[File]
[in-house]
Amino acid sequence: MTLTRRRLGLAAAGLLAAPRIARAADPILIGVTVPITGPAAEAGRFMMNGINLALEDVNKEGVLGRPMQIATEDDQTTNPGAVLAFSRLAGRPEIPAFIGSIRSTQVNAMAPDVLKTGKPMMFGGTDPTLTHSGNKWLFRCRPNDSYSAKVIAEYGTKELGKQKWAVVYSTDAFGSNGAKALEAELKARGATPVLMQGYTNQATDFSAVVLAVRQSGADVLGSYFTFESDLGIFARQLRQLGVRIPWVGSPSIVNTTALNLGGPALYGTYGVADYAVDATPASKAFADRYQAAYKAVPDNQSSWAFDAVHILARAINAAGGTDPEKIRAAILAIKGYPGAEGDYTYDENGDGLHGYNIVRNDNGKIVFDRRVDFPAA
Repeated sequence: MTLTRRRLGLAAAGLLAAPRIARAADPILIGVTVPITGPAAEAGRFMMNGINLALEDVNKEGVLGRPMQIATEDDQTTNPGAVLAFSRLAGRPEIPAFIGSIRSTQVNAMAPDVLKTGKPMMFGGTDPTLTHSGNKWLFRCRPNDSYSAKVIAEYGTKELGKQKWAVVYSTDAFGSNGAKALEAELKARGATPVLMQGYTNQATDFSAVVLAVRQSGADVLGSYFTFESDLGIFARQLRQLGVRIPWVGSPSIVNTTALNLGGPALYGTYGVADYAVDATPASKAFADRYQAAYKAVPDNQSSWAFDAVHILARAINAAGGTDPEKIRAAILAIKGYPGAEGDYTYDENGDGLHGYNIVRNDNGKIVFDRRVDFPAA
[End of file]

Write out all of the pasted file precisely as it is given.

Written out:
[in-house]
Amino acid sequence: MTLTRRRLGLAAAGLLAAPRIARAADPILIGVTVPITGPAAEAGRFMMNGINLALEDVNKEGVLGRPMQIATEDDQTTNPGAVLAFSRLAGRPEIPAFIGSIRSTQVNAMAPDVLKTGKPMMFGGTDPTLTHSGNKWLFRCRPNDSYSAKVIAEYGTKELGKQKWAVVYSTDAFGSNGAKALEAELKARGATPVLMQGYTNQATDFSAVVLAVRQSGADVLGSYFTFESDLGIFARQLRQLGVRIPWVGSPSIVNTTALNLGGPALYGTYGVADYAVDATPASKAFADRYQAAYKAVPDNQSSWAFDAVHILARAINAAGGTDPEKIRAAILAIKGYPGAEGDYTYDENGDGLHGYNIVRNDNGKIVFDRRVDFPAA
Repeated sequence: MTLTRRRLGLAAAGLLAAPRIARAADPILIGVTVPITGPAAEAGRFMMNGINLALEDVNKEGVLGRPMQIATEDDQTTNPGAVLAFSRLAGRPEIPAFIGSIRSTQVNAMAPDVLKTGKPMMFGGTDPTLTHSGNKWLFRCRPNDSYSAKVIAEYGTKELGKQKWAVVYSTDAFGSNGAKALEAELKARGATPVLMQGYTNQATDFSAVVLAVRQSGADVLGSYFTFESDLGIFARQLRQLGVRIPWVGSPSIVNTTALNLGGPALYGTYGVADYAVDATPASKAFADRYQAAYKAVPDNQSSWAFDAVHILARAINAAGGTDPEKIRAAILAIKGYPGAEGDYTYDENGDGLHGYNIVRNDNGKIVFDRRVDFPAA